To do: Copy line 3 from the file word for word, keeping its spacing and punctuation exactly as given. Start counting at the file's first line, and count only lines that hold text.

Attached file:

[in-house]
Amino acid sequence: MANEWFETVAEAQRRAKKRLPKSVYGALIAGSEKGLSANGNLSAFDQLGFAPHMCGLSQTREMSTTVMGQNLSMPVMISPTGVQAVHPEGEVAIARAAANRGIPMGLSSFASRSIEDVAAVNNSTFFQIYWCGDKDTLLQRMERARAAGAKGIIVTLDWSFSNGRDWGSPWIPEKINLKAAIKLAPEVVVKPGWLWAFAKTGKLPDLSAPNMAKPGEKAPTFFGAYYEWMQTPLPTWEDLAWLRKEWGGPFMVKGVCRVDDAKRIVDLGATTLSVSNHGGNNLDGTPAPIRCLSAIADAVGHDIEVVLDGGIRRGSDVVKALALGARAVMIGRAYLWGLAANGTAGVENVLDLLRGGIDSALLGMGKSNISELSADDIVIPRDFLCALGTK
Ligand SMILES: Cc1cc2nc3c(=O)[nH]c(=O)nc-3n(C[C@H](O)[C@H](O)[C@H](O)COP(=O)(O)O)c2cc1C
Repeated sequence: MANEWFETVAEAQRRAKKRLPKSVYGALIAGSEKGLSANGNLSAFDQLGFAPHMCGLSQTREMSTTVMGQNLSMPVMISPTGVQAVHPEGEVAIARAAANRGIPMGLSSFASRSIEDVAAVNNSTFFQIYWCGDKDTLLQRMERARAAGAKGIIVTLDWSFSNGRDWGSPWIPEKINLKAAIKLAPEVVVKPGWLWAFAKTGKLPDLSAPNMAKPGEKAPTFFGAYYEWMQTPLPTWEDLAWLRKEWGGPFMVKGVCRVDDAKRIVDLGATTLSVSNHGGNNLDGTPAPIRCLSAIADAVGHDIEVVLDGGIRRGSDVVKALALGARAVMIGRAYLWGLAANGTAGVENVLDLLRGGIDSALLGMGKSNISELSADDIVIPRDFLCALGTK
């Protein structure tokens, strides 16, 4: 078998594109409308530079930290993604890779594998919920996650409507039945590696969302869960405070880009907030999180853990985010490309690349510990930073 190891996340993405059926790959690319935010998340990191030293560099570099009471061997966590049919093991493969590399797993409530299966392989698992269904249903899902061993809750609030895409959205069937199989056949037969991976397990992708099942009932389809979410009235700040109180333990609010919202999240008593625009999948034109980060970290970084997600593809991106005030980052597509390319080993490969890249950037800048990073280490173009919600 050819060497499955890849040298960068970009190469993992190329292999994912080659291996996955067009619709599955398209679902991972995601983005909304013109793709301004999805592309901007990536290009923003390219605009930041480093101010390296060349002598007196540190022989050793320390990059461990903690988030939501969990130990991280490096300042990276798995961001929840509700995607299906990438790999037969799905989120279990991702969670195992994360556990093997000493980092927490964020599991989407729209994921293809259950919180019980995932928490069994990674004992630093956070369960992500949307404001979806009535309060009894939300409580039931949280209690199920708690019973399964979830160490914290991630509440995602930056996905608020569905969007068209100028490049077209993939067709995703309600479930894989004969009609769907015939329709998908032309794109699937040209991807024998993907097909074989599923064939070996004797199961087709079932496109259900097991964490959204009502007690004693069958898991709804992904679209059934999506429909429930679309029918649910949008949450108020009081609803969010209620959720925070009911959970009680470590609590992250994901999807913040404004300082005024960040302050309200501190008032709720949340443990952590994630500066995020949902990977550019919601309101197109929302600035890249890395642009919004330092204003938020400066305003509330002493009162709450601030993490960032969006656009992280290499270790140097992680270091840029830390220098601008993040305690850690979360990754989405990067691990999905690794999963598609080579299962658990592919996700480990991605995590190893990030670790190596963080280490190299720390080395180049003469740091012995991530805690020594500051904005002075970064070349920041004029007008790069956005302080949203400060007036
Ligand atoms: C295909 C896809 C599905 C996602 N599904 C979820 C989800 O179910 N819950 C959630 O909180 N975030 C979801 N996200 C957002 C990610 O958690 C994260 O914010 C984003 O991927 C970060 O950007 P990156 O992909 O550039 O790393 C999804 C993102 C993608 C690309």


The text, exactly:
Ligand SMILES: Cc1cc2nc3c(=O)[nH]c(=O)nc-3n(C[C@H](O)[C@H](O)[C@H](O)COP(=O)(O)O)c2cc1C